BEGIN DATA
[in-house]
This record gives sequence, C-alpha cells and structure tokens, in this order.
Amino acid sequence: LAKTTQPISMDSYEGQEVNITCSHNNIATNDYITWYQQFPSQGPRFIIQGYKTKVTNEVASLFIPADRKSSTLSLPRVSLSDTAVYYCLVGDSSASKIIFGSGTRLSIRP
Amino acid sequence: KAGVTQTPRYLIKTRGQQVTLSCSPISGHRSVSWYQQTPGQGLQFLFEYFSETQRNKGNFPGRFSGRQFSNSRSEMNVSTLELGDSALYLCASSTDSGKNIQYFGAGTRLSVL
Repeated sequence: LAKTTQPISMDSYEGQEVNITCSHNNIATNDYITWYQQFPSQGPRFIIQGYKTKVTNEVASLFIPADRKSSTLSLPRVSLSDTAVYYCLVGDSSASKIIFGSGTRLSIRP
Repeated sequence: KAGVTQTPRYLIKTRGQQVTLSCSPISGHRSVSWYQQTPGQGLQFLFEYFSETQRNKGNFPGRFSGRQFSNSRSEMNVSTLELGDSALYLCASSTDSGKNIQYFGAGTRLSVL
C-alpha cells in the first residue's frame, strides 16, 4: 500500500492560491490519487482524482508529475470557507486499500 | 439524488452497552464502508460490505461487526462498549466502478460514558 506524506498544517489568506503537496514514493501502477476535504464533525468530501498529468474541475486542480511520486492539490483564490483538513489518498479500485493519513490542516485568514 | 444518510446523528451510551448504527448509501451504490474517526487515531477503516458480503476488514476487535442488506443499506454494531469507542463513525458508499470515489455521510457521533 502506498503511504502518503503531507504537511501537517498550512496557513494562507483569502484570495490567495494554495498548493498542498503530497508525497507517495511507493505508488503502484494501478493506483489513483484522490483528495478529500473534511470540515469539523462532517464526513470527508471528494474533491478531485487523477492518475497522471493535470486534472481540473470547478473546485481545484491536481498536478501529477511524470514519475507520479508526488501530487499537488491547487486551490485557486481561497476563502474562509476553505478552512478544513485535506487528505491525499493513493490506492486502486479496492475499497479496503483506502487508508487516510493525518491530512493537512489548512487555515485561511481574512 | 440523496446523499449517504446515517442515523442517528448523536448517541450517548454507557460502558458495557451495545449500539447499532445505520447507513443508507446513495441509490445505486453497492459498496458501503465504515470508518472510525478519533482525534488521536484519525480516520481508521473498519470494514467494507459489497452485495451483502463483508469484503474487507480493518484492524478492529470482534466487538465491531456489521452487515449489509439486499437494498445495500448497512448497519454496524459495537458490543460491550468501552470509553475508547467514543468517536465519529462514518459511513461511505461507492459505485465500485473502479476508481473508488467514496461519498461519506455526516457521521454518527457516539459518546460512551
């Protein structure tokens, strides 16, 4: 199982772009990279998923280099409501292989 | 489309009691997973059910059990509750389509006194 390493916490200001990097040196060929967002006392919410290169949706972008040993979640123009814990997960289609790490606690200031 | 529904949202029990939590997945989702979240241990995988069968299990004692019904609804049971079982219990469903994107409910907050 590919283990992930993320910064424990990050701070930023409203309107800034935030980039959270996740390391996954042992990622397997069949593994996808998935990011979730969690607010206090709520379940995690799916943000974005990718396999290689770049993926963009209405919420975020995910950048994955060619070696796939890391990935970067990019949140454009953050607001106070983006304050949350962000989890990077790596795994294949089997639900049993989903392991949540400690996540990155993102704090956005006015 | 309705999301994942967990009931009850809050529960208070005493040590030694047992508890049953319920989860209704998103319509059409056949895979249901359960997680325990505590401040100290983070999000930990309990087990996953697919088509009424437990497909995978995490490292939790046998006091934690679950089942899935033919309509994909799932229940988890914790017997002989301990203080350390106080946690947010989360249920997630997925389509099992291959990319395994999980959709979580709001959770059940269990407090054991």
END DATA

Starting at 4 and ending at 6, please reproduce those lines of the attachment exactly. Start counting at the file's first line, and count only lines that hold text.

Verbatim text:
Amino acid sequence: KAGVTQTPRYLIKTRGQQVTLSCSPISGHRSVSWYQQTPGQGLQFLFEYFSETQRNKGNFPGRFSGRQFSNSRSEMNVSTLELGDSALYLCASSTDSGKNIQYFGAGTRLSVL
Repeated sequence: LAKTTQPISMDSYEGQEVNITCSHNNIATNDYITWYQQFPSQGPRFIIQGYKTKVTNEVASLFIPADRKSSTLSLPRVSLSDTAVYYCLVGDSSASKIIFGSGTRLSIRP
Repeated sequence: KAGVTQTPRYLIKTRGQQVTLSCSPISGHRSVSWYQQTPGQGLQFLFEYFSETQRNKGNFPGRFSGRQFSNSRSEMNVSTLELGDSALYLCASSTDSGKNIQYFGAGTRLSVL